False: Einstein said, "The definition of insanity is doing the same thing over and over and expecting different results," (this quote is of unknown origin).

Truth: most business writing basically says the same thing over and over again.

Here’s an example: The Guardian's top 10 most viewed business articles of 2014 reveals the following spectacular insights: the enormous wealth gap continues to widen, there is an uptick in widespread surveillance, and, oh, look, many marketing departments can't seem to do the simplest things right. None of this is particularly shocking or even news, but it does lead one to wonder how the same mistakes are made over and over again, especially in some of the world’s biggest and most well-known companies.

In i4cp's latest white paper, Four Easy Steps to Kill Workplace Innovation, we take a somewhat tongue-in-cheek look at the business practices that most negatively impact innovation. As you might suspect, we don’t cover anything that is all that surprising, or, unfortunately, unfamiliar. Lack of support, lack of time, confusing goals, and a culture of fear are among the top-four creativity killers, and I suspect that if a random person were asked on the street to name the main ways companies stop employees from being creative, at least one or two of these aforementioned killers would make the on-the-street list.

That’s what's strange--and insidious--these negative practices are not uncommon. In 2014, the Huffington Post published a piece titled "9 Iconic Brands that Could Soon be Dead," with a brief analysis detailing the factors behind each particular failing practice or decision (or lack thereof). They were:

  1. Quiznos: Failure to change their business model and pricing after competitors adapted to the market;
  2. JC Penney: Shifted their business model to appeal to a more upscale clientele, which alienated their core market;
  3. Zynga: Aggressive and ruthless management style leading to disgruntled former employees, bad investments, was tied too closely to another company;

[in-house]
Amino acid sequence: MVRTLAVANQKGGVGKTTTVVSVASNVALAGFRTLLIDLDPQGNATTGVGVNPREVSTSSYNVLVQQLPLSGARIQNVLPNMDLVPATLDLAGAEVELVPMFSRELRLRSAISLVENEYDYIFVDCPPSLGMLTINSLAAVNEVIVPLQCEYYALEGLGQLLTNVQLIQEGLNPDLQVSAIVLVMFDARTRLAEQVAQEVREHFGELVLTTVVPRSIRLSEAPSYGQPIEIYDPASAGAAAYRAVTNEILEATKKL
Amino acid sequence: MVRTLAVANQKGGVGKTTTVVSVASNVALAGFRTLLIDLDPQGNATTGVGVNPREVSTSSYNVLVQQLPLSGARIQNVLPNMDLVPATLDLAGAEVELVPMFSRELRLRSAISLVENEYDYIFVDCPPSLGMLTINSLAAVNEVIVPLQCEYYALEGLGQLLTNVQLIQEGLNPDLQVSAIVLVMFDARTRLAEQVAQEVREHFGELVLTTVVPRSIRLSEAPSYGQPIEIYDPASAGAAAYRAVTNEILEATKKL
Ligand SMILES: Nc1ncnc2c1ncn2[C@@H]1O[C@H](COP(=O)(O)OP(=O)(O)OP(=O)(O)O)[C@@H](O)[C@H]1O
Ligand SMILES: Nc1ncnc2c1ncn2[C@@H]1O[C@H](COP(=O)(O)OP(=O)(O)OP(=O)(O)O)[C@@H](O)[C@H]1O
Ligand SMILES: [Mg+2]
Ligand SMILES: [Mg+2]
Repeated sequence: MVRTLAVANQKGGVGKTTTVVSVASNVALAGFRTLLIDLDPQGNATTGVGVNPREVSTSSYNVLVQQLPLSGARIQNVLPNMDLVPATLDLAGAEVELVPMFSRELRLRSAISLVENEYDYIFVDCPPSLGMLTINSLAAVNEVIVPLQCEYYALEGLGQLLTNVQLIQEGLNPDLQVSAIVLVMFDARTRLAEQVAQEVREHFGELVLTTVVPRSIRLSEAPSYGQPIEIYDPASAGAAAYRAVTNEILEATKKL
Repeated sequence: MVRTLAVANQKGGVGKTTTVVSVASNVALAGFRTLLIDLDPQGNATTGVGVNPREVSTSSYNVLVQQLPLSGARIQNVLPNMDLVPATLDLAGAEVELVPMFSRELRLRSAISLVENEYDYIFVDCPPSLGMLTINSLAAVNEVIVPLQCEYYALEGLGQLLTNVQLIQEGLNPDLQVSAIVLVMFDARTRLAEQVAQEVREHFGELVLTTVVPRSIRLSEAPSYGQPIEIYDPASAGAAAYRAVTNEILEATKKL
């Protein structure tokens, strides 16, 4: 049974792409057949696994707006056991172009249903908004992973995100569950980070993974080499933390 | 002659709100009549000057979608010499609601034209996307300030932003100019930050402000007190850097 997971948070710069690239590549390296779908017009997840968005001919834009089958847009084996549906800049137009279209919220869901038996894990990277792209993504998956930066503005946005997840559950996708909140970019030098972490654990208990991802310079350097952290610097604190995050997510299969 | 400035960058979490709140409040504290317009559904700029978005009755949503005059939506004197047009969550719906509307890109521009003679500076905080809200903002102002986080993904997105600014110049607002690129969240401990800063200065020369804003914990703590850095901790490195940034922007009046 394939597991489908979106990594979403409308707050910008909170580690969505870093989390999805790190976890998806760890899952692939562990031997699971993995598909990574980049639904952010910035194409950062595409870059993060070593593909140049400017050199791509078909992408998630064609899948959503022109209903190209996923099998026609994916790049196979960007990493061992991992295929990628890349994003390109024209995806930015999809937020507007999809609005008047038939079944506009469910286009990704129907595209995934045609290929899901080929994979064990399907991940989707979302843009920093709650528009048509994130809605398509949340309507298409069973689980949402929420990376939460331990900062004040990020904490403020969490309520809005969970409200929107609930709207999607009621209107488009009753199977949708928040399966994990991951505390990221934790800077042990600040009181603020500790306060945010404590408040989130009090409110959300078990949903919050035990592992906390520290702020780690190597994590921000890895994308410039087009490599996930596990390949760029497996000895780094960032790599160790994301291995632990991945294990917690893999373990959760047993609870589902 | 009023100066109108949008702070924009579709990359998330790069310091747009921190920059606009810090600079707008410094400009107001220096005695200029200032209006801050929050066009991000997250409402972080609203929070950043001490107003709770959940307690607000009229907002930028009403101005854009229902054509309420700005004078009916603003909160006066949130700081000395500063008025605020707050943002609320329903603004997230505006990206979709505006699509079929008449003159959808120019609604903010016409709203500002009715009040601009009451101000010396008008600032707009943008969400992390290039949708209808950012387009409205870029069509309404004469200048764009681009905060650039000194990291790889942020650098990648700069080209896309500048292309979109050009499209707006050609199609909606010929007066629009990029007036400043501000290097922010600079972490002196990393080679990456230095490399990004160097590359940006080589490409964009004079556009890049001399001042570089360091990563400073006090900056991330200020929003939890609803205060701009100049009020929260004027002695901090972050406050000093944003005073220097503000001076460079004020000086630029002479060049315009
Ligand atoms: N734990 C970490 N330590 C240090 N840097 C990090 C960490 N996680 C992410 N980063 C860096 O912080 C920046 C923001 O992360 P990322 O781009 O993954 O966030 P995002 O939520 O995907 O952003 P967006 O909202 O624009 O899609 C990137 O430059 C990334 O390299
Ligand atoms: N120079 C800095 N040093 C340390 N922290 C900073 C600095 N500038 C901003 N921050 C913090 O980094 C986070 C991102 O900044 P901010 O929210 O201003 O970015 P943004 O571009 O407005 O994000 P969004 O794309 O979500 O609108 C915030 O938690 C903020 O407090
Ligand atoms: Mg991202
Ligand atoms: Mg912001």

4. Red Lobster: Could not adapt to a changing marketplace (i.e. the growth of fast-casual dining);
  5. BlackBerry: Inability to read market demand;
  6. The WNBA: Inability to read market demand;
  7. Volvo: Competitive pressure;
  8. Martha Stewart Living Magazine: Tied too closely to a failing brand;
  9. Abercrombie & Fitch: inability to read market demand.

It's overly simplistic to assign just one reason for any company that is the size of the nine listed above to fail, but it illustrates that despite the obvious nature of some business research and writing, these lessons still aren't being learned. Certainly any large organization has at least one employee who recognizes when the organization is headed in the wrong direction (and most likely, more than one employee), but when there is a culture of fear, as discussed in Four Easy Steps to Kill Workforce Innovation, those employees do not feel safe voicing their concerns.

So what’s the problem? Do leaders forget that business model innovation is just as important as product innovation? Look again at those companies listed above—each one has at least one competitor that is thriving, so it isn't the product that’s the problem. Most likely, there’s something internal to those companies that stopped them from innovating and adapting to the marketplace.

In many cases this is due to a culture of fear, and the bad news is that of all four of the ways in which companies kill innovation listed in our white paper, a culture of fear is probably the most difficult to overcome.

The very nature of such a culture makes it complicated to address, let alone change, as it tends to discourage any type of candid dialogue about what’s really wrong. However, it can be overcome (with some courage, hard work, and luck) with efforts such as changing communication structures, commitment to transparency, having policies that protect anonymity, and rewarding rather than punishing those who raise red flags.

It’s all well and good to have the research and know the right answers, but quite another thing entirely to be able to use that information to affect change in your organization. That requires skill, intent, and candid conversation. By analyzing the data, answering the questions, and identifying the practices that really work, business research can provide the roadmap, but the journey (and the timing) is up to you. Is it time to step up and get started?